Future awardees will revitalize public and/or HUD-assisted housing, surrounding neighborhoods.
WASHINGTON – Today, the U.S. Department of Housing and Urban Development (HUD) announced the availability of $256 million in Choice Neighborhoods Implementation (CNI) Grants funding to communities across the country. The CNI Grants will ultimately transform public and other HUD-assisted housing, while investing in the surrounding neighborhood and resident services. Public housing authorities, local governments, and/or Tribal entities are eligible and encouraged to apply for these transformative grants of up to $50 million each.
“Choice Neighborhoods Implementation Grants are a powerful tool communities can use to revitalize neighborhoods, bringing much-needed housing, services, and amenities to distressed areas,” said Secretary Marcia Fudge. “Today, we are pleased to invite public housing authorities, local governments, and Tribal entities to join the program and build on successes we’ve seen across the country. These $50 million awards are a once-in-a-generation investment in the housing, neighborhoods, and people that need it most.”
Choice Neighborhoods is HUD’s signature place-based program. Increased appropriations and a renewed national interest are fueling the program’s expansion to distressed communities across America. While cities such as Los Angeles, Philadelphia, and Phoenix are grant recipients, mid-size and smaller cities such as Flint, MI; Lewiston, ME; and Tulsa, OK, have also received awards. This funding cycle will lead to six new Choice Neighborhoods Implementation Grants in 2024. CNI Grants primarily fund the redevelopment of severely distressed HUD properties into a mixed-income community. The program has a three-pronged “Housing, People, and Neighborhood” approach that includes not only the redevelopment of distressed properties but also supports outcomes related to the residents’ health, education, and income while simultaneously investing in economic development and neighborhood improvement projects. This comprehensive approach means that grantees must be able to leverage the funds they receive from HUD with other public and private resources.
This announcement follows HUD’s recent $370 million award of eight new Choice Neighborhoods Implementation Grants representing the cities of Atlanta, GA; Birmingham, AL; Lake Charles, LA; Miami, FL; Philadelphia, PA; Pittsburgh, PA; Tucson, AZ; and Wilmington, DE. Demonstrating the impact of Choice Neighborhoods investments locally, these eight recent awards will collectively invest $3 billion in distressed neighborhoods and create over 5,000 new housing units.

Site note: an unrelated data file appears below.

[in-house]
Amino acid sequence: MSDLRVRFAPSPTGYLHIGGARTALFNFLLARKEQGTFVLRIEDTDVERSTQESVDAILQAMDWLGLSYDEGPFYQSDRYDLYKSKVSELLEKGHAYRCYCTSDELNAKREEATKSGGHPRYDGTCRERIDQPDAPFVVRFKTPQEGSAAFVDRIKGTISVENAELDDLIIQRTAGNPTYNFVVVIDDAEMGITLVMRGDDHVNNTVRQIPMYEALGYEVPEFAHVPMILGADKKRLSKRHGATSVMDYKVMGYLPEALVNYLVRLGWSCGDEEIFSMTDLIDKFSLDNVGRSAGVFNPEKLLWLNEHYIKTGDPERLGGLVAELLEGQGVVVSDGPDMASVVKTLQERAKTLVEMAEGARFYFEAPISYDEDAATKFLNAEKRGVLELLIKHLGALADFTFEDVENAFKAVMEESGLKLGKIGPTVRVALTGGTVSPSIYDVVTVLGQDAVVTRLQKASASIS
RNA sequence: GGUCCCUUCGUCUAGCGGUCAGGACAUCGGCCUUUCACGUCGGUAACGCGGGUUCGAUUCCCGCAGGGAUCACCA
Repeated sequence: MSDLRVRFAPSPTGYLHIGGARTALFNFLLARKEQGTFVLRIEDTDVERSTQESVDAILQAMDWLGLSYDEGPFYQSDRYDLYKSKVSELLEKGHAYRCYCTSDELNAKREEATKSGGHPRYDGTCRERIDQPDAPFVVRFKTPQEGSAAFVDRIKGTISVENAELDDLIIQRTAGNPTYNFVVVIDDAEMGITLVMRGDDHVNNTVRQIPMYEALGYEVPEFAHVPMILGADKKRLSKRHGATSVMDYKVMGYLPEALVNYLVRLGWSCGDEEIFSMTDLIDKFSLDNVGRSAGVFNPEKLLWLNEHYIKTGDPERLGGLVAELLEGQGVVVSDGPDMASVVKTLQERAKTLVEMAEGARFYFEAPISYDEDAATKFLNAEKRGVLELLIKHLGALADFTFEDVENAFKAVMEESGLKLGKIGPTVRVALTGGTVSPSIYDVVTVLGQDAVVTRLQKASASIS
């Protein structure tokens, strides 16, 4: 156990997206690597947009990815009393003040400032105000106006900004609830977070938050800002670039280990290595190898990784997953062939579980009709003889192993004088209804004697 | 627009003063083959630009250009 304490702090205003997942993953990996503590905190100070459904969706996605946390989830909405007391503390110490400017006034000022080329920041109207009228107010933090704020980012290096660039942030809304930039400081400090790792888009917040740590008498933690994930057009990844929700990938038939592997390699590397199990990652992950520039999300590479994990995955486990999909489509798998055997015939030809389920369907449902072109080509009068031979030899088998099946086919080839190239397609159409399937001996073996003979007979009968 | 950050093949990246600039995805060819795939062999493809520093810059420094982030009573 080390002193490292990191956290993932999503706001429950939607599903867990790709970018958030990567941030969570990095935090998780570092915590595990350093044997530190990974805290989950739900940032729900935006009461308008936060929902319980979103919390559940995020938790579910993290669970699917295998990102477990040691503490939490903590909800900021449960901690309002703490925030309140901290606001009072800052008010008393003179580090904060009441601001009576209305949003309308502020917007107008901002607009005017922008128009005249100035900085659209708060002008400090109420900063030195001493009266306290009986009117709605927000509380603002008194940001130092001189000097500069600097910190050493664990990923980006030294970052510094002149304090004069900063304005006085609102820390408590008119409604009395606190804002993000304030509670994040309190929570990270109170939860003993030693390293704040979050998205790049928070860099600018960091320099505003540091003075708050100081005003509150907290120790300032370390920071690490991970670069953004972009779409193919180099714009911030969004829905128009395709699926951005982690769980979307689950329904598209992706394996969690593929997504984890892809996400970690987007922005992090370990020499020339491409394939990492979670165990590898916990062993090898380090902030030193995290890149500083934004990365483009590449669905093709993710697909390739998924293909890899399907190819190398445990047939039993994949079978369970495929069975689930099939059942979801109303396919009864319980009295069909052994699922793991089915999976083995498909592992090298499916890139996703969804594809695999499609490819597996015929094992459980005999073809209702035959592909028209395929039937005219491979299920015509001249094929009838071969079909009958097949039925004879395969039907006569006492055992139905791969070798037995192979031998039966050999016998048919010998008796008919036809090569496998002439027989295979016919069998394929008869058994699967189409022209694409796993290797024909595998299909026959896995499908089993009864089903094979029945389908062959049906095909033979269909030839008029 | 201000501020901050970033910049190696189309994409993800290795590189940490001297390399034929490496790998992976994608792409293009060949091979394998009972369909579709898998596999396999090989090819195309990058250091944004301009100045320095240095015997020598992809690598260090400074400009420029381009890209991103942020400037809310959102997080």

Choice Neighborhoods is a critical tool to preserve and expand the supply of affordable housing. Since the program’s inception, the Choice Neighborhoods program has completed 13,000 new mixed-income units built across 52 cities. More than 37,000 units are planned. HUD has awarded more than $1.7 billion in Implementation Grant funds to date, with grantees achieving incredible results. For example, Memphis, Tennessee is using its grant to build 712 new, mixed-income housing units in the South City neighborhood, while also making repairs to surrounding homes and businesses. Similarly, Louisville, Kentucky is using its grant to build 620 new, mixed-income housing units. As a result, Louisville’s Russell neighborhood has seen new retail and quality childcare services come into the community. Norwalk, Connecticut, which was devastated by Superstorm Sandy in 2012, used its Choice Neighborhoods Implementation Grant to develop 273 housing units and completed a major cleanup on an adjacent “brownfield” site that was converted into a beautiful neighborhood park.
Overall, the Choice Neighborhoods program has led to new businesses, parks, and grocery stores, while resident incomes are increasing across most cities, in some cases doubling. A recent study conducted by Case Western Reserve University on the Chicago Choice Neighborhood showed HUD’s investment generated $400 million in public and private resources. In addition, the study found median household incomes increased, crime rates fell steadily, and home ownership rates increased.